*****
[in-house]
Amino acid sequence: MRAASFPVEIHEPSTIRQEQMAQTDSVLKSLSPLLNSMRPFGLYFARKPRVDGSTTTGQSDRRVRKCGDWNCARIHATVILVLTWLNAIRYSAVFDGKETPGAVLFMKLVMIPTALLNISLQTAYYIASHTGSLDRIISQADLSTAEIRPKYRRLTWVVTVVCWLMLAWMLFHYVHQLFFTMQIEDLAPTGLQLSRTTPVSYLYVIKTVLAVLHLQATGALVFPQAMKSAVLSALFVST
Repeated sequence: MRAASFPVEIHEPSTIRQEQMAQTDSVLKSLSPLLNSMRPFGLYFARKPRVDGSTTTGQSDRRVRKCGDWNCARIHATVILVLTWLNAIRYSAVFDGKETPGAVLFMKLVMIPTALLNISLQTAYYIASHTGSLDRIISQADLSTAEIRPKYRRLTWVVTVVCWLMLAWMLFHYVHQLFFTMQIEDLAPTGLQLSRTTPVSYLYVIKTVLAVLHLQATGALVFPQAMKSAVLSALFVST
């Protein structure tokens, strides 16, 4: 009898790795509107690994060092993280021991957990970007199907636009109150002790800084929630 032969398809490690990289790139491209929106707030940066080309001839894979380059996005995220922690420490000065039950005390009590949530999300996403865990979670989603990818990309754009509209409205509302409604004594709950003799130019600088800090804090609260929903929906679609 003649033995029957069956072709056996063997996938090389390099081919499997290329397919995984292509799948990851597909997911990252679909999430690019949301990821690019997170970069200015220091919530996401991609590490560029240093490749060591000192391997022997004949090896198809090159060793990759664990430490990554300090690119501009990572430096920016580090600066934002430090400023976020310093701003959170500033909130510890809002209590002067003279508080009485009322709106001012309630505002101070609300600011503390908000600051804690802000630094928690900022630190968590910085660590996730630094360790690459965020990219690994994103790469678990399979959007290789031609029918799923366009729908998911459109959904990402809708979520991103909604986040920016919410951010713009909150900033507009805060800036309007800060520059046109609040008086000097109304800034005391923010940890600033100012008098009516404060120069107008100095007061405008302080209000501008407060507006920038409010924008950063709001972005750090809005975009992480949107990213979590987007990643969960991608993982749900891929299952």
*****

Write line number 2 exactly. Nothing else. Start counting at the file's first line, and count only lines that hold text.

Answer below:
Amino acid sequence: MRAASFPVEIHEPSTIRQEQMAQTDSVLKSLSPLLNSMRPFGLYFARKPRVDGSTTTGQSDRRVRKCGDWNCARIHATVILVLTWLNAIRYSAVFDGKETPGAVLFMKLVMIPTALLNISLQTAYYIASHTGSLDRIISQADLSTAEIRPKYRRLTWVVTVVCWLMLAWMLFHYVHQLFFTMQIEDLAPTGLQLSRTTPVSYLYVIKTVLAVLHLQATGALVFPQAMKSAVLSALFVST